The derelict ferry Kalakala has been sold, but the dream to restore it to its former glory lives on.

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Steve Rodrigues, the man so passionately determined to save the Kalakala ferryboat that he sacrificed all of his personal resources on it, including his home, no longer owns the historic vessel.

At a quietly arranged lien foreclosure sale Thursday, Karl Anderson, the Tacoma businessman who owns the Hylebos Waterway uplands where the boat is moored, took possession of the vessel in exchange for the $4,000 he claimed Rodrigues owed him in back rent.

“I have been totally unable to get any kind of cooperation from the former owner to try to resolve the issue,” Anderson said Friday, “and so I came to the reluctant conclusion that the only way I could do anything about it was to get control of it.”

Rodrigues was not present at the foreclosure proceeding, and on Friday he did not respond to requests for comment.

News of the change of ownership brought no apparent relief at the Coast Guard, one of a half-dozen state and federal agencies where officials are wringing their hands over what to do about the dilapidated boat.

The Coast Guard declared the Kalakala a hazard to navigation last December after water began pouring in through holes in the hull, raising concerns that it would break free and sink, blocking the narrow waterway.

“To us it’s a continuation of the process,” said Lt. Cmd. Gretchen Bailey, chief of domestic vessels at Sector Puget Sound. “We haven’t really done anything except change the name of the owner. Now we’re just looking at the new owner to continue correcting the problem.”

“As far as the Coast Guard is concerned it’s still a navigational hazard and that will remain in effect,” Bailey said. “We’re hoping that this new owner will maybe have a specific direction he will take the Kalakala, and we will work with him.”

Rodrigues was in a quandary with the Kalakala because environmental regulators wouldn’t let him do repair work on the water, and the Coast Guard declared the vessel too fragile to move. Even if he had been able to move it, there was no place to take it.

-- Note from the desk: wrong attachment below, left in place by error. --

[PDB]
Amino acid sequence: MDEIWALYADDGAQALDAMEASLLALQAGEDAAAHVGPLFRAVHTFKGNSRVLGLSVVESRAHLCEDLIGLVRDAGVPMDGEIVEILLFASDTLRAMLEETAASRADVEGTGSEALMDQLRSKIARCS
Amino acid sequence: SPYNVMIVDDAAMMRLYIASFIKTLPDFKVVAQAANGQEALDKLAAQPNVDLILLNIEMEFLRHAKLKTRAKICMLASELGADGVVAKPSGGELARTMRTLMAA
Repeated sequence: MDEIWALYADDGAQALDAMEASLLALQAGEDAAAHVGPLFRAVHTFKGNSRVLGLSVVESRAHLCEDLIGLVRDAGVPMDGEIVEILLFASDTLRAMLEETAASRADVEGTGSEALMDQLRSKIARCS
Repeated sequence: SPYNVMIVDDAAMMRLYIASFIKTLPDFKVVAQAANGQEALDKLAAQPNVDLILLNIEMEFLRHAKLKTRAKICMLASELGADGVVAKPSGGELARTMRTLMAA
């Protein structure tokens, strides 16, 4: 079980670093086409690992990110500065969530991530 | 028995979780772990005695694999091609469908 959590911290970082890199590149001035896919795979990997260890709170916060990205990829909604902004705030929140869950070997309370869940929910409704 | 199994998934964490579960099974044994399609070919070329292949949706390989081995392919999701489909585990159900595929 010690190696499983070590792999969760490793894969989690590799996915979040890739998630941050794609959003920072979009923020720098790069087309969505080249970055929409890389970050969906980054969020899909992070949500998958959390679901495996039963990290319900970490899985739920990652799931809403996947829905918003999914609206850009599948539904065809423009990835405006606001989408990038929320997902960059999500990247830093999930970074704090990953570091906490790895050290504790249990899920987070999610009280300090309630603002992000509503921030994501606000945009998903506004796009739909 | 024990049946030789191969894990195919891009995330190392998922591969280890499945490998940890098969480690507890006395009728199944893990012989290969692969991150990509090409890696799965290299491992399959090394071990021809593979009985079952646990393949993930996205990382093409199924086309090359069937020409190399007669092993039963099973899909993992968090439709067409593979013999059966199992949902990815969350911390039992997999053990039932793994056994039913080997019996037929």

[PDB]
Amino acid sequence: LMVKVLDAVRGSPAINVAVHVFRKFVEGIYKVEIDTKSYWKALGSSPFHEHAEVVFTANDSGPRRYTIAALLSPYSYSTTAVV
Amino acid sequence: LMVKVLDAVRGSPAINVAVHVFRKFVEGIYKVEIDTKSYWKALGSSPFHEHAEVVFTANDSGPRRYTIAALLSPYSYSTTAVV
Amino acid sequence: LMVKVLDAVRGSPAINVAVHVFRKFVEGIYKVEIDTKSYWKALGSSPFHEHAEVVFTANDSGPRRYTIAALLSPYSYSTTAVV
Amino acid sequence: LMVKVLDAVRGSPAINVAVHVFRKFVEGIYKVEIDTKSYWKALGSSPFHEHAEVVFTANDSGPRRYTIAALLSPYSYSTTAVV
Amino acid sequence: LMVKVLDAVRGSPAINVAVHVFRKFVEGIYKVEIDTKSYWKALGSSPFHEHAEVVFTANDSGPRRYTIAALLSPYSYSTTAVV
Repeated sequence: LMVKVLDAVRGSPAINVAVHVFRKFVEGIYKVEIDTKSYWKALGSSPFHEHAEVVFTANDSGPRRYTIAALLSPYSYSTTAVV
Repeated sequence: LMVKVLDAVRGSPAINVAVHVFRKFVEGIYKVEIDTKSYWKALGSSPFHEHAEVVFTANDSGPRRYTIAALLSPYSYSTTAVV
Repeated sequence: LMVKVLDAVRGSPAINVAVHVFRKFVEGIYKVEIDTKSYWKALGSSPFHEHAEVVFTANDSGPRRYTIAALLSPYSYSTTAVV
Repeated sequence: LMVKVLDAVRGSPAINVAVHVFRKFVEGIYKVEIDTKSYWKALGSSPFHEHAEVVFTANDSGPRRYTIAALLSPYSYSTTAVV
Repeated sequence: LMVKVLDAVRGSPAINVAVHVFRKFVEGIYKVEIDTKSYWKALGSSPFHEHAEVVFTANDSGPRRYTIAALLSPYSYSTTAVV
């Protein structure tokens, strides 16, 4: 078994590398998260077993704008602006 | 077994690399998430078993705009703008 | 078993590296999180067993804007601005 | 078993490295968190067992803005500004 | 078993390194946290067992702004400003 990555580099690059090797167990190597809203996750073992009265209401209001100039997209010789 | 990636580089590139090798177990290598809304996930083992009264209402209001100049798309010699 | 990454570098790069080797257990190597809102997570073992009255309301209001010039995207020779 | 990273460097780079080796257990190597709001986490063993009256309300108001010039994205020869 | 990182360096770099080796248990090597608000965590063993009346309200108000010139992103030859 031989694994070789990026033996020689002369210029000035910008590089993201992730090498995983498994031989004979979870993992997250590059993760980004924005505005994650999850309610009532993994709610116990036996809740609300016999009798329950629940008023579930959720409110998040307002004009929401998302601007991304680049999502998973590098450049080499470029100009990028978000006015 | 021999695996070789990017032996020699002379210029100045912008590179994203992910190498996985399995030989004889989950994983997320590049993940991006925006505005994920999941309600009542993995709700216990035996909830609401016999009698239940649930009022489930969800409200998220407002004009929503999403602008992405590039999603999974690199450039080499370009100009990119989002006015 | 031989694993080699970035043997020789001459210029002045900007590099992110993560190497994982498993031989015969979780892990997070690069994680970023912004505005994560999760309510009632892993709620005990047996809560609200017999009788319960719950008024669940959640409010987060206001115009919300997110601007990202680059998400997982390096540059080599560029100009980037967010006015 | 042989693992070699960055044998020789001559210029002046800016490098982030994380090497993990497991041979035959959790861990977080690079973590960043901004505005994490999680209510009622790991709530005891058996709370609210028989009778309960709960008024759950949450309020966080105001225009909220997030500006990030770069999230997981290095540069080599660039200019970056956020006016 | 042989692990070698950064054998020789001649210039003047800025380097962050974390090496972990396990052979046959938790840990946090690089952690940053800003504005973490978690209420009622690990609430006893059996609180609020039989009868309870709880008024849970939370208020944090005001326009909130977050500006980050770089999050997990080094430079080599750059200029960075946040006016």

Anderson said he does not have a specific plan at this point, but he said taking control of the boat was the first step before anything could be done.

While he was not legally responsible for the boat, Anderson said, people are pressuring him to take care of it — in part because he was the one who invited Rodrigues to bring the Kalakala to Tacoma in the first place, back in 2004.

“This is not something I wanted to do,” Anderson said, “But people were in a panic about it and they were beating me up over it. The reality was, I couldn’t do anything about making the Kalakala go away without his (Rodrigues’) cooperation, which I couldn’t get. Any attempts to do that were met with hostility and outrage.”

The most obvious of Anderson’s options is to find a way to move the Kalakala to the adjacent waterway, where he and his family own a large graving dock, one of the few places on the West Coast where large derelict vessels can legally be scrapped.

But that’s not what he wants to do, he says, and even if he did, he couldn’t for at least two years. The graving dock is leased for that long by Kiewit, which is using it to make pontoons for the new Highway 520 floating bridge across Lake Washington.

His first choice, Anderson says, is the same as it was six years ago when he offered to let Rodrigues park the Kalakala in the Hylebos for free. He’d like to see it restored.

“In the dream world, some Prince Charming would come up and say, ‘I have the money and I want to restore it,’ ” Anderson said. “That’s what Rodrigues wanted to do and he didn’t get anywhere.”

“Once the dust settles and our ownership is secure, we’ll start looking at what can we do with it,” he said. “Some of those people might reappear … who knows? I have no idea.

“I’m not closing any doors, but I’m not going to turn it over to anybody who’s not legitimate.”